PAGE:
Habit: Perennial herb, rosetted; caudex woody, new shoots generally from lateral roots; hairs glandular and occasionally also coarse and nonglandular. Stem: sprawling, < 2 dm, or +- 0. Leaf: 1.7--36 cm, oblanceolate to narrowly elliptic, generally irregularly dentate to lobed. Inflorescence: flowers in axils. Flower: sepals 16--50 mm, tips in bud not free; petals 16--56 mm, white. Fruit: 4--9 mm wide, cylindric to elliptic-ovate, tubercled. Seed: obovate to +- triangular, papillate or netted, 1 side with a cavity sealed by a depressed, generally splitting membrane. Chromosomes: 2n=14,28.
Note: Cross-pollinated. 5 intergrading subspecies, 2 in California.

Oenothera cespitosa subsp. crinita (Rydb.) Munz
NATIVE
Habit: Plant loosely to densely cespitose. Flower: hypanthium 30--85 mm; petals fading rose to purple. Fruit: 10--34 mm, lanceolate to elliptic-ovate, generally S-shaped; stalk-like base 0--1 mm. Seed: 2.9--3.5 mm; cavity margin lobed.
Ecology: Calcium soils in bristlecone-pine forest, pinyon/juniper woodland, desert scrub; Elevation: 1150--3370 m. Bioregional Distribution: MP (Likely), SNE, D; Distribution Outside California: western United States. Flowering Time: Jun--Sep Note: 2 intergrading forms differ in elevation, habit, leaf size, petal color; more study needed.
Synonyms: Oenothera cespitosa var. crinita (Rydb.) Munz; Oenothera caespitosa subsp. crinita, orth. var.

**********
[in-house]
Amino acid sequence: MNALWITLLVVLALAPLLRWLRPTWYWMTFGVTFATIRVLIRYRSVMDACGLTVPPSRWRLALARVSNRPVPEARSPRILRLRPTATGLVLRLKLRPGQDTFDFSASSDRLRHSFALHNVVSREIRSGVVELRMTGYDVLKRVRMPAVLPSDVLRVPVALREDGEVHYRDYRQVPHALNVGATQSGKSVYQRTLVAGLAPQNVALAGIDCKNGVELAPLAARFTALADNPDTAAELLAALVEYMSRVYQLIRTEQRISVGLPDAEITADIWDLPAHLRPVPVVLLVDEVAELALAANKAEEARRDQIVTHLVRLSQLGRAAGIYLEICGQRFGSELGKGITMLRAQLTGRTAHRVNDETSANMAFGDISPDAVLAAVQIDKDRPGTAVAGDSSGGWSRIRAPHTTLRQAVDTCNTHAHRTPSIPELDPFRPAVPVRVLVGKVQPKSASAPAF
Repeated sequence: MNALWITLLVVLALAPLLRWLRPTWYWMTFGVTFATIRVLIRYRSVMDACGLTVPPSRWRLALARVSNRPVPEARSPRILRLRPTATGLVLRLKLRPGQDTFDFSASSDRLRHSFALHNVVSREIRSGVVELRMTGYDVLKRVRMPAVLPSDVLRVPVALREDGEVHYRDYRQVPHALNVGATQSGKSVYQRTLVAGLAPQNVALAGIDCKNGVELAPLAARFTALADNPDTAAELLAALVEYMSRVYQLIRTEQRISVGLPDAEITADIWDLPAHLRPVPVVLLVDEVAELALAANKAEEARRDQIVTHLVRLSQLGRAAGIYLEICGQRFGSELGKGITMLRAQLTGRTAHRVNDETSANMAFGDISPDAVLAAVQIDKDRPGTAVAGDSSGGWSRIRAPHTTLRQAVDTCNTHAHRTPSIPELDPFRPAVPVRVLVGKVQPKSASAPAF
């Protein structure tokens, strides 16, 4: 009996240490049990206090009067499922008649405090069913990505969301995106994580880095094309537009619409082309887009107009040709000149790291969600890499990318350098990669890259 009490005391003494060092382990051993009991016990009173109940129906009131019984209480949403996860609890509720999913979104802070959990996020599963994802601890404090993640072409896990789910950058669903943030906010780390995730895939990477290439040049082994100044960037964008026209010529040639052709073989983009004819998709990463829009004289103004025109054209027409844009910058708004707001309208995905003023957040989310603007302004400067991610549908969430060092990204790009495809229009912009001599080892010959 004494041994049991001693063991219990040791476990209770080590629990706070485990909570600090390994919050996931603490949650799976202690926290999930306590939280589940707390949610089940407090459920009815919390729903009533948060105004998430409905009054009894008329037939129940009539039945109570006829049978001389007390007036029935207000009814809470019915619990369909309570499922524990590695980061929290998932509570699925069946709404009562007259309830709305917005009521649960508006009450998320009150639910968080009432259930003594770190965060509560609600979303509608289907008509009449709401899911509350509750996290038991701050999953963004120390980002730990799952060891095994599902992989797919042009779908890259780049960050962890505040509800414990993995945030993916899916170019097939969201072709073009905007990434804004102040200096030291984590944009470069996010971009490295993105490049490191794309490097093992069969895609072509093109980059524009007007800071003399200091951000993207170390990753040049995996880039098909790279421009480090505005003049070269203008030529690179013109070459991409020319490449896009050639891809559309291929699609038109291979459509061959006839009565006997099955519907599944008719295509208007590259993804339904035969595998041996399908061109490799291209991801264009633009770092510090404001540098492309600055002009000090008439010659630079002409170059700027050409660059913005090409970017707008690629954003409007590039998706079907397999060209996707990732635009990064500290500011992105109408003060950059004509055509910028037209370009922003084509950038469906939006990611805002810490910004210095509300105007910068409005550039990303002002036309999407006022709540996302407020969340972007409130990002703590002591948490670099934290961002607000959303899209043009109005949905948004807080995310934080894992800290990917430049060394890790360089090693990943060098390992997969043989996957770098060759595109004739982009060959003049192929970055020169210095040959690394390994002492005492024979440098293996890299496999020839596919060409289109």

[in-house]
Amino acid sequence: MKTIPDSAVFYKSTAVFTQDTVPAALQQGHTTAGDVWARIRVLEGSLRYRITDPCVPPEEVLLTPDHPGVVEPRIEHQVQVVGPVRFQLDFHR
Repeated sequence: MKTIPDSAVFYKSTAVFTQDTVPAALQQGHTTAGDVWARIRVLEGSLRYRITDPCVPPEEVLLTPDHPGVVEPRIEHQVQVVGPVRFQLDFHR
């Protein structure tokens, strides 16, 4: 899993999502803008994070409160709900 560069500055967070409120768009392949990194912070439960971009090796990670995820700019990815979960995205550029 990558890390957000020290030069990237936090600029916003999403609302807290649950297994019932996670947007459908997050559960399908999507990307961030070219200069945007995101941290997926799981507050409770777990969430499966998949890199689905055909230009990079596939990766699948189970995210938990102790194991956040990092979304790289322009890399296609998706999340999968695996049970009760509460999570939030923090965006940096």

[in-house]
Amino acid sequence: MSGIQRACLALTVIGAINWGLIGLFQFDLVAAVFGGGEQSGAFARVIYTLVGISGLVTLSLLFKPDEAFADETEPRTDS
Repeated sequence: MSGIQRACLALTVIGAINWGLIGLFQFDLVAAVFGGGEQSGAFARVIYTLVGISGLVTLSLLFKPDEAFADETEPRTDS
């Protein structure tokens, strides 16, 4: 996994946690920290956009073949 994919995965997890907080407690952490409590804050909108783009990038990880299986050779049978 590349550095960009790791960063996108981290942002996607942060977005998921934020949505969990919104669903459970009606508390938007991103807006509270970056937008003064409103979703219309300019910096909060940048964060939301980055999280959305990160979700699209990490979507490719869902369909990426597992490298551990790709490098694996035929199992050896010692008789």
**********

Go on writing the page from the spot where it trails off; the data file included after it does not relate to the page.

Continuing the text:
eFlora Treatment Author: Warren L. Wagner & Peter C. Hoch, family description, key to genera; treatment of genera by Warren L. Wagner
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Citation for this treatment: Warren L. Wagner & Peter C. Hoch, family description, key to genera; treatment of genera by Warren L. Wagner 2016. Oenothera cespitosa subsp. crinita, in Jepson Flora Project (eds.) Jepson eFlora, http://ucjeps.berkeley.edu/cgi-bin/get_IJM.pl?tid=91817, accessed on April 30, 2016.

Citation for the whole project: Jepson Flora Project (eds.) 2016. Jepson eFlora, http://ucjeps.berkeley.edu/IJM.html, accessed on April 30, 2016.


Geographic subdivisions for Oenothera cespitosa subsp. crinita:
MP (Likely), SNE, D;
Markers link to CCH specimen records. If the markers are obscured, reload the page [or change window size and reload]. Yellow markers indicate records that may provide evidence for eFlora range revision or may have georeferencing or identification issues.
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map of distribution 1
(Note: any qualifiers in the taxon distribution description, such as 'northern', 'southern', 'adjacent' etc., are not reflected in the map above, and in some cases indication of a taxon in a subdivision is based on a single collection or author-verified occurence).

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Data provided by the participants of the Consortium of California Herbaria.
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CCH collections by month

Duplicates counted once; synonyms included.
Species do not include records of infraspecific taxa.
Blue line denotes eFlora flowering time.